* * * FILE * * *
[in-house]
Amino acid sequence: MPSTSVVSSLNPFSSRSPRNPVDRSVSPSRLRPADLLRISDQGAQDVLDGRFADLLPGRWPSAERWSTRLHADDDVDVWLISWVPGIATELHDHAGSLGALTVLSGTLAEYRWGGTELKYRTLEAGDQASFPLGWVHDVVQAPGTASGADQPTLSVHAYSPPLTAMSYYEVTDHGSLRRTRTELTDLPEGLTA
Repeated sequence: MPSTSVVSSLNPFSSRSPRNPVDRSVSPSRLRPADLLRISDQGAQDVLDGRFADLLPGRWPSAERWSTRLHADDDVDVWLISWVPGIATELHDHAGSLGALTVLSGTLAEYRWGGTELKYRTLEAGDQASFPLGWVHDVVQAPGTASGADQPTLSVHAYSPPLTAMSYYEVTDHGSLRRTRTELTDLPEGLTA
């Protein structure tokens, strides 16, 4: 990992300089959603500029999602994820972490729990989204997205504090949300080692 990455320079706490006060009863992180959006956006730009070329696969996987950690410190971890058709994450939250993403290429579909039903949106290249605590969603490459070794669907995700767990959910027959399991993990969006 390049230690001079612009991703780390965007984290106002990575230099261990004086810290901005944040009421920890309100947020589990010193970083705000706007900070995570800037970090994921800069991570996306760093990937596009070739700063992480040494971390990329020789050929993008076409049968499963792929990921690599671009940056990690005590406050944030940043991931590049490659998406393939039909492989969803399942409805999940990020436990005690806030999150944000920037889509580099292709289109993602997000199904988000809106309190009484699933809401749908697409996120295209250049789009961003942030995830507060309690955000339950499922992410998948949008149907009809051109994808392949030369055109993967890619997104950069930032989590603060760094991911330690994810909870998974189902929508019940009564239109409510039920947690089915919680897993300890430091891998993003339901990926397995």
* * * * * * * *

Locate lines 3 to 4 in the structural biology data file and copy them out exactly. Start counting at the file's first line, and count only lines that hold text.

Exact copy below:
Repeated sequence: MPSTSVVSSLNPFSSRSPRNPVDRSVSPSRLRPADLLRISDQGAQDVLDGRFADLLPGRWPSAERWSTRLHADDDVDVWLISWVPGIATELHDHAGSLGALTVLSGTLAEYRWGGTELKYRTLEAGDQASFPLGWVHDVVQAPGTASGADQPTLSVHAYSPPLTAMSYYEVTDHGSLRRTRTELTDLPEGLTA
């Protein structure tokens, strides 16, 4: 990992300089959603500029999602994820972490729990989204997205504090949300080692 990455320079706490006060009863992180959006956006730009070329696969996987950690410190971890058709994450939250993403290429579909039903949106290249605590969603490459070794669907995700767990959910027959399991993990969006 390049230690001079612009991703780390965007984290106002990575230099261990004086810290901005944040009421920890309100947020589990010193970083705000706007900070995570800037970090994921800069991570996306760093990937596009070739700063992480040494971390990329020789050929993008076409049968499963792929990921690599671009940056990690005590406050944030940043991931590049490659998406393939039909492989969803399942409805999940990020436990005690806030999150944000920037889509580099292709289109993602997000199904988000809106309190009484699933809401749908697409996120295209250049789009961003942030995830507060309690955000339950499922992410998948949008149907009809051109994808392949030369055109993967890619997104950069930032989590603060760094991911330690994810909870998974189902929508019940009564239109409510039920947690089915919680897993300890430091891998993003339901990926397995």